Abbey/Land LLC v. Interstate Mechanical, Inc., 2015 MT 77 (March 10, 2015) (McGrath, C.J.) (5-0, rev’d)
Issue: Whether the lower court properly entered final judgment based on a $12 million confession of judgment without first allowing insurer James River to intervene and question the reasonableness of the settlement.
Short Answer: No.
Reversed & remanded
Facts: Donald Abbey formed Abbey/Land LLC to buy Shelter Island in Flathead Lake in 2001. After several contractual disputes, Abbey formed Glacier Construction Partners LLC to handle construction of the house. Abbey is the sole member of each LLC.
Interstate has been involved in several disputes with Glacier and Abbey/Land since 2009, resulting in arbitration as well as the current action for damages. In 2011, Abbey/Land amended its complaint, dismissing sister entity Glacier as a plaintiff and naming it as a defendant. Glacier tendered the claims to its CGL insurer, James River, which refused to provide defense or indemnity.
Glacier and Abbey/Land settled the action as between themselves in May 2013. Glacier agreed to confess to a $12 million judgment in favor of Abbey/Land and assign its rights against various insurers, including James River, to Abbey/Land.
Procedural Posture & Holding: James River moved to intervene in August 2013 so it could challenge the reasonableness of the $12 million confessed judgment, alleging collusion between Glacier and Abbey/Land. The district court never ruled on the motion nor addressed James River’s arguments. The lower court entered final judgment against Glacier, stating in the judgment that the amount was reasonable. James River appeals, and the Supreme Court reverses.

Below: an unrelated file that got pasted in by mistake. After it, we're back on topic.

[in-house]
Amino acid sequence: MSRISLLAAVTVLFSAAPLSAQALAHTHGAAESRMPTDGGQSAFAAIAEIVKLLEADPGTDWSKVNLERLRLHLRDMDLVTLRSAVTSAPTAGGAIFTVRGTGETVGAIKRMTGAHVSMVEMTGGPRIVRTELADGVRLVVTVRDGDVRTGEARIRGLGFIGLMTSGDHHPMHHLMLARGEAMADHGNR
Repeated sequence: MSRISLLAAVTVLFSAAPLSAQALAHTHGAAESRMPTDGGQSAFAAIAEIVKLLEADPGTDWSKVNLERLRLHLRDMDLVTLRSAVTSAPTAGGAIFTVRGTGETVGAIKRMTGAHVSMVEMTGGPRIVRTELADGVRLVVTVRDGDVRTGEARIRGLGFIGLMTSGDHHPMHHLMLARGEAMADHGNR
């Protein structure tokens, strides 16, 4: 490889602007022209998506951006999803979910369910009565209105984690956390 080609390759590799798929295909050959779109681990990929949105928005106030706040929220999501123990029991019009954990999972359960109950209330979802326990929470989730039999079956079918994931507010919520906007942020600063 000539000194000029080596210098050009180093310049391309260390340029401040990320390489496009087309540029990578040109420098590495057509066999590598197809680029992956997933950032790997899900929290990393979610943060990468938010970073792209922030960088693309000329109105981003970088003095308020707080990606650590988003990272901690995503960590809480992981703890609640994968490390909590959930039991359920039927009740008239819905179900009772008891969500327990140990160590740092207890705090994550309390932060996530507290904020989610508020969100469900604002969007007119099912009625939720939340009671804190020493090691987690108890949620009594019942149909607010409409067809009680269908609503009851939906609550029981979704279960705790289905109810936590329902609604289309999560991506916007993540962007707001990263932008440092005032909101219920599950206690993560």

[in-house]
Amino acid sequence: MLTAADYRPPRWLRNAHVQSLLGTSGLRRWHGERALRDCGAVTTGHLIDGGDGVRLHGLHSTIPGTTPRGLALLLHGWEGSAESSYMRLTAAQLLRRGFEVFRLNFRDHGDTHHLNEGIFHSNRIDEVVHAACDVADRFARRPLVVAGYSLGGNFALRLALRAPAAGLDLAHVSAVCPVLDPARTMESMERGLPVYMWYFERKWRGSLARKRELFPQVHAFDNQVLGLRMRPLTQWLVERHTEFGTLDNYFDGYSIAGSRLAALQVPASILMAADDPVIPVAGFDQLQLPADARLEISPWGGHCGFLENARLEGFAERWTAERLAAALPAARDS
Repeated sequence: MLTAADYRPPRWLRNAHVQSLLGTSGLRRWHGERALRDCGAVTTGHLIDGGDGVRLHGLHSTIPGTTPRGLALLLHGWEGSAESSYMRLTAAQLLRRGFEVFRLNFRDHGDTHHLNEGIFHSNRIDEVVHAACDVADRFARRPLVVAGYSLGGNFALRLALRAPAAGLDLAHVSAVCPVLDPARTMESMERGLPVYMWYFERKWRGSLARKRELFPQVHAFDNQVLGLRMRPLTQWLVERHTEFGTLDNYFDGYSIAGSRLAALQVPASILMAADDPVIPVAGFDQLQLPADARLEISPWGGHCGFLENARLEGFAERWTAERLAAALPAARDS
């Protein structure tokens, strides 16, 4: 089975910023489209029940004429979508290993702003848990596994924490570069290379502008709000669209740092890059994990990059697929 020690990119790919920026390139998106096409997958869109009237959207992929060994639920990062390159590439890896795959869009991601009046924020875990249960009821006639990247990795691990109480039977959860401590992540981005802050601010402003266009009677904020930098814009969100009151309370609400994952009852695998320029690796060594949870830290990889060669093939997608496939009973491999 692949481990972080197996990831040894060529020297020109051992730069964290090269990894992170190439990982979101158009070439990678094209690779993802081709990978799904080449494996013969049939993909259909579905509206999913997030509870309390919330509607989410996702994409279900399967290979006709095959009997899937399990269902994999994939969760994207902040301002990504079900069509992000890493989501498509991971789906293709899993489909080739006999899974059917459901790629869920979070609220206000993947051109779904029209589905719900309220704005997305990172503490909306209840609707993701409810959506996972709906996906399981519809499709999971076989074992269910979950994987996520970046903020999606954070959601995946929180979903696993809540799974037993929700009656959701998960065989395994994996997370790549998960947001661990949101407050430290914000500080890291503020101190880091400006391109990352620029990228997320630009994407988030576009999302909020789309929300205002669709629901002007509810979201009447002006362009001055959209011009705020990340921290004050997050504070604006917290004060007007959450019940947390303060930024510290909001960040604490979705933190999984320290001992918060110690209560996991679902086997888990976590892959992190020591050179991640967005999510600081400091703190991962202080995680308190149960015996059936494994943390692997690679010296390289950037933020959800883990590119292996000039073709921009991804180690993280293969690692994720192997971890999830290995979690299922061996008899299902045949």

Reasoning: An insurer who unjustifiably refuses to provide a defense or indemnification to an insured can be liable to its insured for the resulting defense costs and for judgments or settlements. An insured’s settlement in such a situation must be reasonable, and the insurer is entitled to have the district court make a reasonableness determination. Tidyman’s.
James River’s right to challenge the reasonableness of the judgment provided adequate grounds to allow it to intervene as a matter of right. The district court is directed to enter an order allowing James River to intervene “to raise the issue of the reasonableness of the confessed judgment and whether it was the product of collusion.” ¶ 17.